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Published online: 2021-05-13
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Serum S100B Protein Concentrations in SGA/FGR newborns

Barbara Strzalko1, Agata Karowicz-Bilinska2, Krystyna Wyka3, Pawel Krajewski4, Marcin Kesiak5, Bozena Kociszewska-Najman1
DOI: 10.5603/GP.a2021.0119
·
Pubmed: 34105746
Affiliations
  1. Department of Neonatology, Children Clinical Hospital, Medical University of Warsaw, Poland
  2. Department of Pathology of Pregnancy, Medical University of Lodz, Regional Specialistic Maternity Hospital, Lodz, Poland
  3. Department of Pediatrics, Oncology, Hematology and Diabetology. Laboratory of Immunopathology and Genetics, Medical University of Lodz, Poland
  4. Division of Neonatology, First Department of Obstetrics and Gynaecology, Medical University of Warsaw, Poland
  5. Department of Neonatology, Regional Specialistic Maternity Hospital, Lodz, Poland

open access

Ahead of Print
ORIGINAL PAPERS Obstetrics
Published online: 2021-05-13

Abstract

Objectives: Fetal growth restriction is associated with chronic fetal hypoxia, poor perinatal outcome and increased perinatal mortality. There are no reliable methods to detect cell damage in the central nervous system (CNS) in these patients. The findings of increased an acidic calcium-binding protein (S100B) concentration in biological fluids of infants after brain injury have supported the use of S100B as a biochemical marker of CNS damage.

The purpose of the study was to assess blood S100B concentrations in small for gestational age (SGA) and appropriate for gestational age (AGA) newborns and to evaluate the usefulness of S100B for early detection of hypoxia.

Material and methods: The investigation was carried out between November 2011 and April 2014. Serum S100B protein level was assessed in cord blood collected from newborns after birth. Medical records of mothers of neonates studied were reviewed for pregnancy induced hypertension (PIH), preeclampsia, maternal smoking during pregnancy and abnormalities in umbilical artery (UA) Doppler ultrasound examination.

Results: The study was carried out in 88 SGA neonates and 80 AGA neonates. The median value of S100B protein concentration in the SGA study group was significantly higher than in AGA controls (p < 0.001). Cord blood serum S100B concentration in SGA neonates with prenatal normal UA Doppler ultrasound findings (n = 32) did not differ from that SGA neonates with abnormal prenatal UA Doppler findings (n = 25) (p = 0.74), but was significantly higher than in AGA newborns (p < 0.001).

Conclusions: Elevated S100B protein levels in cord blood collected from SGA newborns may be helpful in detecting infants at higher risk of postnatal neurologic disturbances at an early stage.

Abstract

Objectives: Fetal growth restriction is associated with chronic fetal hypoxia, poor perinatal outcome and increased perinatal mortality. There are no reliable methods to detect cell damage in the central nervous system (CNS) in these patients. The findings of increased an acidic calcium-binding protein (S100B) concentration in biological fluids of infants after brain injury have supported the use of S100B as a biochemical marker of CNS damage.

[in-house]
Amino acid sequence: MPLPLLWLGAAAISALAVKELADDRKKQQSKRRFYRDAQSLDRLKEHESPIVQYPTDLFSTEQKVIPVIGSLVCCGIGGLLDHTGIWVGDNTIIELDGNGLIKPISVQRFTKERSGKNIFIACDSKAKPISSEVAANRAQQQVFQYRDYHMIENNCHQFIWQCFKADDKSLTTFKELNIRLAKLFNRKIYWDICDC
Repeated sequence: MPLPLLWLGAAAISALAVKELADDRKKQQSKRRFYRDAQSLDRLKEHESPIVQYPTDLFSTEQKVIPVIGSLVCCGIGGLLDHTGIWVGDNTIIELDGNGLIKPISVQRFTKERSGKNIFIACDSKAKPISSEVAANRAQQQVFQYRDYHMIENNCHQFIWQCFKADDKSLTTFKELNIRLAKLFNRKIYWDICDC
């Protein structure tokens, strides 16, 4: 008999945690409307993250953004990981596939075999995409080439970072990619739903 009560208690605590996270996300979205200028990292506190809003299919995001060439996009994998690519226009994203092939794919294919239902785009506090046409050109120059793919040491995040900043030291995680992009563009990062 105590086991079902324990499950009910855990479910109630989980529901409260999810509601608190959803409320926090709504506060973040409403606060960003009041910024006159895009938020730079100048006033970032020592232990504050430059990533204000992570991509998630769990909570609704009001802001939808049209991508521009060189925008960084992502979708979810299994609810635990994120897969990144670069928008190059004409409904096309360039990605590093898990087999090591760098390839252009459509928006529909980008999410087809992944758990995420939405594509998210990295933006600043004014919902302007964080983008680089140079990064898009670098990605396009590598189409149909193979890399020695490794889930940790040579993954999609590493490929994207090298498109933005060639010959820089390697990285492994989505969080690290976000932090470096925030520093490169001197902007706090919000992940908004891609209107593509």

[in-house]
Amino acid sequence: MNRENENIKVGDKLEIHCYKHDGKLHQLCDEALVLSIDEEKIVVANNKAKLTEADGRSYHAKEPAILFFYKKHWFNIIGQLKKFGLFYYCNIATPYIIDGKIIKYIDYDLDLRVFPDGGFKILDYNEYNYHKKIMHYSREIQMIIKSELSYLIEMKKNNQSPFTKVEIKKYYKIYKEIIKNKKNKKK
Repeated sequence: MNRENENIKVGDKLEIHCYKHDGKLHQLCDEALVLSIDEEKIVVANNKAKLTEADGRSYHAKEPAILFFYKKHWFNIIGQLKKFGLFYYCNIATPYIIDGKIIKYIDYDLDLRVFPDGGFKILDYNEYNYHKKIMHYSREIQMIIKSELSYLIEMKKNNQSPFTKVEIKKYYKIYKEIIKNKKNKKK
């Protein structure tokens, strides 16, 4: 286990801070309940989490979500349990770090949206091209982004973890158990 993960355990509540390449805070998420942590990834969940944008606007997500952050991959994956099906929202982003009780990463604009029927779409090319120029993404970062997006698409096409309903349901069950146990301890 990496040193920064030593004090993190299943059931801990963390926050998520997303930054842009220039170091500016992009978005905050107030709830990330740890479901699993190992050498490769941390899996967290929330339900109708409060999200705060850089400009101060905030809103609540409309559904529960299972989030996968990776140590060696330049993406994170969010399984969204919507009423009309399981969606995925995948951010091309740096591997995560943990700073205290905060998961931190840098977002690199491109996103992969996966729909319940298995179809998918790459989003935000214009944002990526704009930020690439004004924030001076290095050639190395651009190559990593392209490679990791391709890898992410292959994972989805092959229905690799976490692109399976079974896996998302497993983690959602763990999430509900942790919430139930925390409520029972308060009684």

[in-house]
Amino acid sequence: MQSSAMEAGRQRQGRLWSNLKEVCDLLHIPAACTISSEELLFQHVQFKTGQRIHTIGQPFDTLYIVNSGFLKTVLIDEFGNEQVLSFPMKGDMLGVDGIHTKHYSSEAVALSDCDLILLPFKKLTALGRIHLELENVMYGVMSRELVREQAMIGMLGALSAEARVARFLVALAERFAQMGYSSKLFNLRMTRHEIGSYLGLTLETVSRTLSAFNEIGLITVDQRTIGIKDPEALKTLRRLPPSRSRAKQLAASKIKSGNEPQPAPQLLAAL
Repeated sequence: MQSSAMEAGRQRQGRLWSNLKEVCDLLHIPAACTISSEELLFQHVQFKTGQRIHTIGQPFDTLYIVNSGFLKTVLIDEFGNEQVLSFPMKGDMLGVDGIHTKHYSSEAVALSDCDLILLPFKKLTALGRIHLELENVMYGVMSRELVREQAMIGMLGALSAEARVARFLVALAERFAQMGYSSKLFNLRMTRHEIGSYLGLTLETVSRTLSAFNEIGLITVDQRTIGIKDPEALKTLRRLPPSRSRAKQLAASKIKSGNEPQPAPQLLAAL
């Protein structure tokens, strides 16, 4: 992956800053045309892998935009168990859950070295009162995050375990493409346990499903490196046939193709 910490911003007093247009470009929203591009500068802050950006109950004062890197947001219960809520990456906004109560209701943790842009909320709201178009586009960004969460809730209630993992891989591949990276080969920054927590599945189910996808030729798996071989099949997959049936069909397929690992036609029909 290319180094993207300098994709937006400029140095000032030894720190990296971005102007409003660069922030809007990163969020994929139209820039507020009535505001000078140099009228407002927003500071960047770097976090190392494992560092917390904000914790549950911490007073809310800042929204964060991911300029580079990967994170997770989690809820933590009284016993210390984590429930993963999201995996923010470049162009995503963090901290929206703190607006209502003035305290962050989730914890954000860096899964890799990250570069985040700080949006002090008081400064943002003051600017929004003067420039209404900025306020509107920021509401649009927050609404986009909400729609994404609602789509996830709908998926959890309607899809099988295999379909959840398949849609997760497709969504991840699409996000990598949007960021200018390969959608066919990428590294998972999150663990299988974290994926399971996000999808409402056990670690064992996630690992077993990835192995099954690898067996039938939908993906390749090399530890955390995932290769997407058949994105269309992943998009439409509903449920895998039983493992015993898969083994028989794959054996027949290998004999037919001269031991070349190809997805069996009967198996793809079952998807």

The purpose of the study was to assess blood S100B concentrations in small for gestational age (SGA) and appropriate for gestational age (AGA) newborns and to evaluate the usefulness of S100B for early detection of hypoxia.

Material and methods: The investigation was carried out between November 2011 and April 2014. Serum S100B protein level was assessed in cord blood collected from newborns after birth. Medical records of mothers of neonates studied were reviewed for pregnancy induced hypertension (PIH), preeclampsia, maternal smoking during pregnancy and abnormalities in umbilical artery (UA) Doppler ultrasound examination.

Results: The study was carried out in 88 SGA neonates and 80 AGA neonates. The median value of S100B protein concentration in the SGA study group was significantly higher than in AGA controls (p < 0.001). Cord blood serum S100B concentration in SGA neonates with prenatal normal UA Doppler ultrasound findings (n = 32) did not differ from that SGA neonates with abnormal prenatal UA Doppler findings (n = 25) (p = 0.74), but was significantly higher than in AGA newborns (p < 0.001).

Conclusions: Elevated S100B protein levels in cord blood collected from SGA newborns may be helpful in detecting infants at higher risk of postnatal neurologic disturbances at an early stage.

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Keywords

S100B protein; biomarker; SGA; FGR, newborn; fetal hypoxia; CNS; neurological damage

About this article
Title

Serum S100B Protein Concentrations in SGA/FGR newborns

Journal

Ginekologia Polska

Issue

Ahead of Print

Article type

Research paper

Published online

2021-05-13

DOI

10.5603/GP.a2021.0119

Pubmed

34105746

Keywords

S100B protein
biomarker
SGA
FGR
newborn
fetal hypoxia
CNS
neurological damage

Authors

Barbara Strzalko
Agata Karowicz-Bilinska
Krystyna Wyka
Pawel Krajewski
Marcin Kesiak
Bozena Kociszewska-Najman

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